A day in the life of: a Holts Goldsmith

Posted on the 26th March 2014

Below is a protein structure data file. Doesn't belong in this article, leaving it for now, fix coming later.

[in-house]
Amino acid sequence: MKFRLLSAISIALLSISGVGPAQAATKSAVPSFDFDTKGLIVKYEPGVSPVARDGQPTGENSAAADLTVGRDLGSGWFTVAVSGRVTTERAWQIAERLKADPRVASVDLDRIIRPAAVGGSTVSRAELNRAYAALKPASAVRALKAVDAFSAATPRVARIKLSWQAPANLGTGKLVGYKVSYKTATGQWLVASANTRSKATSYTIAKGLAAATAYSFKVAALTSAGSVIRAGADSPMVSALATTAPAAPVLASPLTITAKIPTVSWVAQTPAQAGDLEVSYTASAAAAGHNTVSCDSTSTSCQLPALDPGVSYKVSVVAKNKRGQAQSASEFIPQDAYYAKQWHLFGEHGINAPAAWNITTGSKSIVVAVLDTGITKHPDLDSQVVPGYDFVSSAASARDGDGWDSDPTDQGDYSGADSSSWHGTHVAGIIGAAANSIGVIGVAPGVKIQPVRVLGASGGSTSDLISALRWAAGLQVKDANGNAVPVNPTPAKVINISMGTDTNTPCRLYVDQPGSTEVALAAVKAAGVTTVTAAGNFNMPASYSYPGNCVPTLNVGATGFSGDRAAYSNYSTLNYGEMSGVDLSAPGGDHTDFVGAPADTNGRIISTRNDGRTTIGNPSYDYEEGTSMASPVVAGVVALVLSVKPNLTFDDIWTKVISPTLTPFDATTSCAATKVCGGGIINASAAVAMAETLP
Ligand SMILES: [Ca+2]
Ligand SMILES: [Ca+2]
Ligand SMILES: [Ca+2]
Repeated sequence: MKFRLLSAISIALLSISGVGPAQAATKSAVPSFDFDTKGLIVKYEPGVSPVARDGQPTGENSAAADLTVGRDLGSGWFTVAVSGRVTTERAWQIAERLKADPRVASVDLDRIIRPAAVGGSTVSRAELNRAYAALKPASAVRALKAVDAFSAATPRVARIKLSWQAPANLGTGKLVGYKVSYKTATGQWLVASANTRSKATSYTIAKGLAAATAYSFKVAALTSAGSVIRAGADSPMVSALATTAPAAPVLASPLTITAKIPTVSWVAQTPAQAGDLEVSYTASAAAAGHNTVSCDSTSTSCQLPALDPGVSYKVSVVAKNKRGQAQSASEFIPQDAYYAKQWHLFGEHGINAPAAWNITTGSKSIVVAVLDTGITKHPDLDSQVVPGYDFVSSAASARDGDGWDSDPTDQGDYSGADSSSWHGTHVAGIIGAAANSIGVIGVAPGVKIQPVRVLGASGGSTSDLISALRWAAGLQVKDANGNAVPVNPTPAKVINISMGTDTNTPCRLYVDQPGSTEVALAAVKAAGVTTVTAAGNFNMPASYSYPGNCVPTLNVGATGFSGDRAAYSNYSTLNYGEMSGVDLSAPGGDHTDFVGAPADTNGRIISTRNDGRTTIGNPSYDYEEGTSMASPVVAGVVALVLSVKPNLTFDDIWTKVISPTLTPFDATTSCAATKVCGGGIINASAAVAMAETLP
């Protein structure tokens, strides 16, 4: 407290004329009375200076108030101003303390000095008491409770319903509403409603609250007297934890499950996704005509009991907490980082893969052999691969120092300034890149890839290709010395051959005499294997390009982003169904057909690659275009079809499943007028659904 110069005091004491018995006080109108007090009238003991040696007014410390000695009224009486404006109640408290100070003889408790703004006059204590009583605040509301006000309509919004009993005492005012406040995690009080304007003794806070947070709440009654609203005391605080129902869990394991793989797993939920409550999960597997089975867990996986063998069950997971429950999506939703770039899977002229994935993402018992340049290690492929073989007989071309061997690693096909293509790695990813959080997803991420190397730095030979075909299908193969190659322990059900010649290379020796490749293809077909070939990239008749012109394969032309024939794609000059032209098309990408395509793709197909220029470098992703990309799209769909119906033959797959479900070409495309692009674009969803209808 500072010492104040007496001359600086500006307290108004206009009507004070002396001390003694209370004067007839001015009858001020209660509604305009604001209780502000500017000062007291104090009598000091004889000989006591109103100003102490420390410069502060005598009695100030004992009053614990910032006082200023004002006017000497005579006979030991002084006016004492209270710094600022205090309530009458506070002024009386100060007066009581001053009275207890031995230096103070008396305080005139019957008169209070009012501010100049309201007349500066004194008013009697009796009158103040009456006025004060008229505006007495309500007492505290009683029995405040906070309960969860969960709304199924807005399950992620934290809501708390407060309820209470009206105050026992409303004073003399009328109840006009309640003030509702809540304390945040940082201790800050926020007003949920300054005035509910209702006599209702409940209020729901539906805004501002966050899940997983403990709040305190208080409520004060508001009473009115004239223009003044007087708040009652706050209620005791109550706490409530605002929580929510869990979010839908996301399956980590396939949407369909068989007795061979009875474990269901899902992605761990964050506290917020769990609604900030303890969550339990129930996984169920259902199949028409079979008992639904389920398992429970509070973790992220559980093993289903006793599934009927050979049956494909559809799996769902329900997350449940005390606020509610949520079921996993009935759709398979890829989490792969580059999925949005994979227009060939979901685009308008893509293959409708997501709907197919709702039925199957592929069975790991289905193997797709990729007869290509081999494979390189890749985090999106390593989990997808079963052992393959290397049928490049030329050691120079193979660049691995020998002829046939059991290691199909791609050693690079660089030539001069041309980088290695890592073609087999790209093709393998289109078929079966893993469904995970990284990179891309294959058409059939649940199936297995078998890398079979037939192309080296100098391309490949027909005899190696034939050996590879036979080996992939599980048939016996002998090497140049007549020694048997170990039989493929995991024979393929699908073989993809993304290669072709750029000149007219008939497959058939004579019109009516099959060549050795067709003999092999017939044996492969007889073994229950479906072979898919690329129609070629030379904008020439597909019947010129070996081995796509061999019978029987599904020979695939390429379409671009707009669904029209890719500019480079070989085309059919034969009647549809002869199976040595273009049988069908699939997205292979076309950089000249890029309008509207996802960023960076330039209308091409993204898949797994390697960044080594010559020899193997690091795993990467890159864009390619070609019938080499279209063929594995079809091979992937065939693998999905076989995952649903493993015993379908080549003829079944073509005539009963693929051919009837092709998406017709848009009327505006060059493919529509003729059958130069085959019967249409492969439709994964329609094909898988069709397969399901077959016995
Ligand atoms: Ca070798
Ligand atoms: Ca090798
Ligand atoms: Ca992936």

As a goldsmith, I produce the metal mounts for jewellery. My job requires me to melt the metal, carve it and shape it into the designs that you see in the shop. Each piece of jewellery I produce is different, and so is each day. At Holts I get to work with the most beautiful precious stones there are. Each piece of Holts jewellery is designed and drawn by one of Holt's jewellery designers . Each stone is perfectly cut by a Lapidary , and the mount is made by hand by a goldsmith like myself. Sometimes I use computers and the latest technology to produce the piece, but most of the time the jewellery is made the old fashioned way. Producing jewellery requires attention to detail, patience, focus and a mind for three dimensional construction. I'm currently working on a large emerald and diamond pendant. The emerald is in the shape of a leaf, and is set with round brilliant diamonds. I typically start by measuring the stones I'm given, and working out the measurements based on the design brief. When I first was given this commission, I made a mockup of the mount out of wax, to give an idea of what the finished piece would look like. When I start the actual piece, I begin with a lump of cold metal - in this case, 18 carat white gold. I mill the metal into the size and shape to make the settings for the stones. On this particular piece, I'm working closely with one of the Lapidaries here at Holts. We discussed the best way to hold such a large emerald in a setting, and worked out what adjustments needed to be made to the stone to fit the design. We went back and forth a few times in order to get the stone cut just right. I bend and carve the metal until it has the life, form and beauty to match this amazing emerald. Once the mount is complete, It's sent off to be hallmarked - this is like the jewellery's birth certificate. After hallmarking, the mount and diamonds were given to a Setter, whose job it is to secure the stones in the mount. There's a bit of healthy banter between Goldsmiths and Setters, we can't live with or without one another. Once the diamonds are secured in the mount, I carefully fit the mount around the Emerald. After a final polish, the piece is complete, and ready to adorn some lucky girl's neck. Like all the craftsmen in Hatton Garden, I studied for years to learn how to do this. Most people in my position did an apprenticeship for five years under a master goldsmith. I went a different route and studied jewellery and fine art at university in the USA, then learned most of the hand skills on the job as I worked in a variety of jewellery related occupations. I also did a masters in jewellery at the CASS and landed my first job in Hatton Garden the day I graduated. The great benefit of a jewellery district like Hatton Garden is that it attracts a community of specialised professionals. There are hundreds of goldsmiths like myself here, and if I'm having a hard time with a certain piece of jewellery, I can visit some of the older goldsmiths for advice. There are some very talented craftsmen in Hatton Garden. Some of them have forgotten more than I've ever learned. It's great to be a part of such a vibrant, close-knit community. I once ran into another goldsmith I knew on the street. He complained about how he was having a hard time with a large tanzanite piece for a certain high end bond street jewellers. Later on that day, I went to see my setter, and asked him how his day was going. He too complained about a difficult tanzanite piece he was working on. It turned out to be the same piece of jewellery giving everyone involved headaches across the garden. It's a big industry, but it really is still a small world. What I love about my job is getting the chance to work with my hands and use creativity on a daily basis. Getting to produce beautiful pieces that people adore is also a plus. If I did anything else, I'd be missing something in my life.